Aside from non-melanoma skin cancer, prostate cancer is the most common cancer among men in the United States, according to the CDC. In 2008 (the most recent year numbers are available), nearly 215,000 men in the United States were diagnosed with prostate cancer and more than 28,000 men died from the disease. Prostate cancer is the second most common cause of death from cancer among white, African American, American Indian/Alaska Native and Hispanic men, and is more common in African-American men than white men, according to the CDC.

Kaiser Permanente can conduct transformational health research in part because it has the largest private patient-centered electronic health record system in the world. The organization's electronic health record system, Kaiser Permanente HealthConnectฎ, securely connects 9 million people, 611 medical offices and 37 hospitals, linking patients with their health care teams, their personal health information, and the latest medical knowledge. It also connects Kaiser Permanente's researchers to one of the most extensive collections of longitudinal and medical data available, facilitating studies and important medical discoveries that shape the future of health and care delivery for patients and the medical community.

Other study authors included: Stanley K. Frencher Jr., MD, MPH, of the Yale University Department of Urology; Jin-Wen Y. Hsu, PhD, Chun R. Chao, PhD, MPH, and Steven J. Jacobsen, MD, PhD, of the Kaiser Permanente Southern California Department of Research & Evaluation; Michael B. Nichol, PhD, of the University of Southern California School of Pharmacy; and Ronald Loo, MD, of the Southern California Permanente Medical Group Department of Urology.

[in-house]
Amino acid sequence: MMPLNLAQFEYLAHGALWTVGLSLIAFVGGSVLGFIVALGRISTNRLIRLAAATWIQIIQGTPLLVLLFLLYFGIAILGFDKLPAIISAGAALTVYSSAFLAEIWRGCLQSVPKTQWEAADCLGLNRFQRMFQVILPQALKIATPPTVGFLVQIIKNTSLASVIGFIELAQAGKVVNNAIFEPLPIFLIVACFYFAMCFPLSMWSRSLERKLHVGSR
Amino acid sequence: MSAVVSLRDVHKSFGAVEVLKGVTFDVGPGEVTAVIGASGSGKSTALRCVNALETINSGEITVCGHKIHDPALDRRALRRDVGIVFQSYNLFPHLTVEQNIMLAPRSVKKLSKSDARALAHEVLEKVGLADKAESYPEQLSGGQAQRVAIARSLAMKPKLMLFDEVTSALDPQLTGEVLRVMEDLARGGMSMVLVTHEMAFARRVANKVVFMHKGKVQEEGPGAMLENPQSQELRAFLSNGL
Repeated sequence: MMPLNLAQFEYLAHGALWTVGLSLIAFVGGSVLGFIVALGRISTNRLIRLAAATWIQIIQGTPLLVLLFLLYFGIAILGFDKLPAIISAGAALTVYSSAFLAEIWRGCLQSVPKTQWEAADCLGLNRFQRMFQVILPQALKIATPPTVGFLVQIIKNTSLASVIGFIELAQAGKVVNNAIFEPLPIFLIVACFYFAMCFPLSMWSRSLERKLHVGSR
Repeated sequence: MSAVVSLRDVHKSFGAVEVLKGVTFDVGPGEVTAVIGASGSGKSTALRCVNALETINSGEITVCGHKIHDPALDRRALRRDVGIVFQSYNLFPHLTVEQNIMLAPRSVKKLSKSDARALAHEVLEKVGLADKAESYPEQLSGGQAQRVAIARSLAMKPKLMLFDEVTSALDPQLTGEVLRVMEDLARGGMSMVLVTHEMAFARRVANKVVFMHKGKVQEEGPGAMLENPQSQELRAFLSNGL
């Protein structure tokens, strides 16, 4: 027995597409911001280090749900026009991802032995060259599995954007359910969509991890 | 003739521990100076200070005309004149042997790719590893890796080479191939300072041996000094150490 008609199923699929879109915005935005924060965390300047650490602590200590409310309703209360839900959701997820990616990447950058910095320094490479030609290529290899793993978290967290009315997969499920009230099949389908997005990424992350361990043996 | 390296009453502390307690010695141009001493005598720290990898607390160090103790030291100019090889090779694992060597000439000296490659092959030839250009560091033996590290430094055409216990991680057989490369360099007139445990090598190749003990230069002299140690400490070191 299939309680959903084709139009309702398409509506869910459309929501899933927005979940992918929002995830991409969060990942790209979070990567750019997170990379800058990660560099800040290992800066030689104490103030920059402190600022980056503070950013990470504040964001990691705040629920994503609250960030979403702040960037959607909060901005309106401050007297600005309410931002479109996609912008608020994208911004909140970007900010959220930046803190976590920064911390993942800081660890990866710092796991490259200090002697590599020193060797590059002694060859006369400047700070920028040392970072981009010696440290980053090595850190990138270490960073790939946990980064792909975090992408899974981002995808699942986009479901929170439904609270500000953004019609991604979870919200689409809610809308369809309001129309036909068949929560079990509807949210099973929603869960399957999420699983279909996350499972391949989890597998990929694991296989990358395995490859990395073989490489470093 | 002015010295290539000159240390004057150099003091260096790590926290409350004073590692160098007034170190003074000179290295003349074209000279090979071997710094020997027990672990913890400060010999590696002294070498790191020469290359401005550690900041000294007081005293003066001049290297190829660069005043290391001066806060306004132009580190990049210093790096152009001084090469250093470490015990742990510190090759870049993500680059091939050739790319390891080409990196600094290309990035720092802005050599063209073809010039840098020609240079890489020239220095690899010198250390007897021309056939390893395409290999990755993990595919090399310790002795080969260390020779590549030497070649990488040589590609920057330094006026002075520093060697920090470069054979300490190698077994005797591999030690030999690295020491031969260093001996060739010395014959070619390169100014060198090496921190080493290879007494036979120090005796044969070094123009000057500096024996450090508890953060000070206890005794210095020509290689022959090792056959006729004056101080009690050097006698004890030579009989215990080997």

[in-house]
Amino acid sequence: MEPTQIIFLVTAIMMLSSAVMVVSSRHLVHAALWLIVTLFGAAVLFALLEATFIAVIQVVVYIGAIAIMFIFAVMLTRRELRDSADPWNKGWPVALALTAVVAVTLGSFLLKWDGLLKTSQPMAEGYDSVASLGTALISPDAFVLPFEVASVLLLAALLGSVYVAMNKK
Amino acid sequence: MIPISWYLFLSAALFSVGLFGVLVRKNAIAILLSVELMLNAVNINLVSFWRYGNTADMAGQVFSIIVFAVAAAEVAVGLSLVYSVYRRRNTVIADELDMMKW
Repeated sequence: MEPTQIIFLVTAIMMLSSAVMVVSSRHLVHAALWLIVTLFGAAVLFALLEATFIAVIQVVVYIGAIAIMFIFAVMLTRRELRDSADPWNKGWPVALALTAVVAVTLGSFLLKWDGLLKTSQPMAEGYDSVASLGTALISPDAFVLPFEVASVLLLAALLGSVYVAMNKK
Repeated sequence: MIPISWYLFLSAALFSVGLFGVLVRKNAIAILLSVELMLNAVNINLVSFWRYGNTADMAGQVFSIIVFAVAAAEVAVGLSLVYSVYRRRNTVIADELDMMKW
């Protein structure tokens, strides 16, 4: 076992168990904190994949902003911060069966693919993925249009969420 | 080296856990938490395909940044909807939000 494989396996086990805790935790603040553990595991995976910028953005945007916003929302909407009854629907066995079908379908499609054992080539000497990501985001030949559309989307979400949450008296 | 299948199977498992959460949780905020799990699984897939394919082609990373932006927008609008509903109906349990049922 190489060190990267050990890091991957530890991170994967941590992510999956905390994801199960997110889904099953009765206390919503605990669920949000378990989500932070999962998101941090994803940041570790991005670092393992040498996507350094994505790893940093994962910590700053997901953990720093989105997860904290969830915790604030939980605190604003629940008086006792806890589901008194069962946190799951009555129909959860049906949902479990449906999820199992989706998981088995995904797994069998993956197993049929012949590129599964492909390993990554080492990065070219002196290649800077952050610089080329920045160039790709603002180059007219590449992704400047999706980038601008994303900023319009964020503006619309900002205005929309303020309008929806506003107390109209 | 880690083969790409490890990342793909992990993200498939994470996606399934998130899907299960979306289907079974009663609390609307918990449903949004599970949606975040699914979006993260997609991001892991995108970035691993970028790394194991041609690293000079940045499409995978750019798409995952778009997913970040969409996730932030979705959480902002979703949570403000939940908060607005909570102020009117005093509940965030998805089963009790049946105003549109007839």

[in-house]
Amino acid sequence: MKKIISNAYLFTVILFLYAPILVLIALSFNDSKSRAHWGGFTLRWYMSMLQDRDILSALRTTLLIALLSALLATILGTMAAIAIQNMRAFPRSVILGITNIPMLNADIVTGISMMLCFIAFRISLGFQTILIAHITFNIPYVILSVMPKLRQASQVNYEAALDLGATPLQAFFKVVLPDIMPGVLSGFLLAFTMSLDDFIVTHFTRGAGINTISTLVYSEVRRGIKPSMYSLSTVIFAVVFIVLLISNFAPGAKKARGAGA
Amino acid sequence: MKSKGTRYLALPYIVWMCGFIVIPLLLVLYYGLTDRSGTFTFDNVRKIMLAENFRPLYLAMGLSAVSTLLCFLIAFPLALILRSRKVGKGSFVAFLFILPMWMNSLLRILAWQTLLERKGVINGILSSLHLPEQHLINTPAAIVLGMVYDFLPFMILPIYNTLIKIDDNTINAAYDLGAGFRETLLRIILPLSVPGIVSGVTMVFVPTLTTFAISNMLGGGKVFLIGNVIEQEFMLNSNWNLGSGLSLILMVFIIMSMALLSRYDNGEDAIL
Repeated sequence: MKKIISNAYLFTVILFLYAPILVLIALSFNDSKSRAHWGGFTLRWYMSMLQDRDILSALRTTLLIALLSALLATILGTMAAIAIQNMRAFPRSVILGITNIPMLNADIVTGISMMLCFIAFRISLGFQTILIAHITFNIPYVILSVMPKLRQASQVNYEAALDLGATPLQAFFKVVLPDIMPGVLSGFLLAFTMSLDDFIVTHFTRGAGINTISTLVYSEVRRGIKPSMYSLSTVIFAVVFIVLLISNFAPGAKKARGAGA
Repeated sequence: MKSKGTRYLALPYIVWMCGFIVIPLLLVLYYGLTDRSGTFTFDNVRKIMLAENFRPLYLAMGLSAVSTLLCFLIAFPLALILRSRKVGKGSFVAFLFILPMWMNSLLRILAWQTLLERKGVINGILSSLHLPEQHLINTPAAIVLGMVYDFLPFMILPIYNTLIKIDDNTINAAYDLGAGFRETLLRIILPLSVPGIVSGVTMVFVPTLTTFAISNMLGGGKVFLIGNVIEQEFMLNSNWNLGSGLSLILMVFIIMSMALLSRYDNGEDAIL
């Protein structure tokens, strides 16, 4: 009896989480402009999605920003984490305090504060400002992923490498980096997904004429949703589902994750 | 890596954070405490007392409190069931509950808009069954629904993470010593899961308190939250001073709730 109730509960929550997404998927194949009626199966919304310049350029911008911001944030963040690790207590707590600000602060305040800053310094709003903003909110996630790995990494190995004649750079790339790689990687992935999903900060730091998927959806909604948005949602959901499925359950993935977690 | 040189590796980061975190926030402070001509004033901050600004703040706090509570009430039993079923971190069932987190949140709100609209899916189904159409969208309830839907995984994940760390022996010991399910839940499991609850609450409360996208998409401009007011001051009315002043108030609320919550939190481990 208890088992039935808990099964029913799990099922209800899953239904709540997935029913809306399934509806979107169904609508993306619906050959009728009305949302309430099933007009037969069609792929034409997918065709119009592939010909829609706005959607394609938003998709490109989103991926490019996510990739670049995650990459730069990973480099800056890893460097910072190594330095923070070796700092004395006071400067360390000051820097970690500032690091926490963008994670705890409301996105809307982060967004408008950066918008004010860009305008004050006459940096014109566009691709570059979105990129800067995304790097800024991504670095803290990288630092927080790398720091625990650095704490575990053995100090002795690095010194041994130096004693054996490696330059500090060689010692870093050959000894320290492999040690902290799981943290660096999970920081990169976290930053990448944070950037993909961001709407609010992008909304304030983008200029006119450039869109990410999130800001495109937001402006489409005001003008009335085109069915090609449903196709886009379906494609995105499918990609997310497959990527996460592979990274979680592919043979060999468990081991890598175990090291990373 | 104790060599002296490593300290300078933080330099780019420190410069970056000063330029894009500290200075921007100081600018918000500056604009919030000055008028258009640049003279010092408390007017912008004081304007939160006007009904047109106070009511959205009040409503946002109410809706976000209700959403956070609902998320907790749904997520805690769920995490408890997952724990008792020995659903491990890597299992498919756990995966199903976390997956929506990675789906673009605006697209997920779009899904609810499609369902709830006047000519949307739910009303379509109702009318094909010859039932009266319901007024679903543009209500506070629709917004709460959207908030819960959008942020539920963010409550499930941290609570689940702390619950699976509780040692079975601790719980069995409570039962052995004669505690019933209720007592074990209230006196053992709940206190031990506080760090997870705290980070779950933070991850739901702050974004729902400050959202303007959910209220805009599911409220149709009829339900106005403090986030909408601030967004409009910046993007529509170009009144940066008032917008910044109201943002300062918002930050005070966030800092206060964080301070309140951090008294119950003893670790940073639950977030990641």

Story Source:

The above story is based on materials provided by Kaiser Permanente. Note: Materials may be edited for content and length.


Journal Reference:

  1. Lauren P. Wallner, Stanley K. Frencher, Jin-Wen Y. Hsu, Chun R. Chao, Michael B. Nichol, Ronald K. Loo, Steven J. Jacobsen. Changes in serum prostate-specific antigen levels and the identification of prostate cancer in a large managed care population. BJU International, 2013; DOI: 10.1111/j.1464-410X.2012.11651.x

Cite This Page:

Kaiser Permanente. "Change in PSA levels over time can help predict aggressive prostate cancer." ScienceDaily. ScienceDaily, 15 January 2013. <www.sciencedaily.com/releases/2013/01/130115111543.htm>.
Kaiser Permanente. (2013, January 15). Change in PSA levels over time can help predict aggressive prostate cancer. ScienceDaily. Retrieved July 26, 2014 from www.sciencedaily.com/releases/2013/01/130115111543.htm
Kaiser Permanente. "Change in PSA levels over time can help predict aggressive prostate cancer." ScienceDaily. www.sciencedaily.com/releases/2013/01/130115111543.htm (accessed July 26, 2014).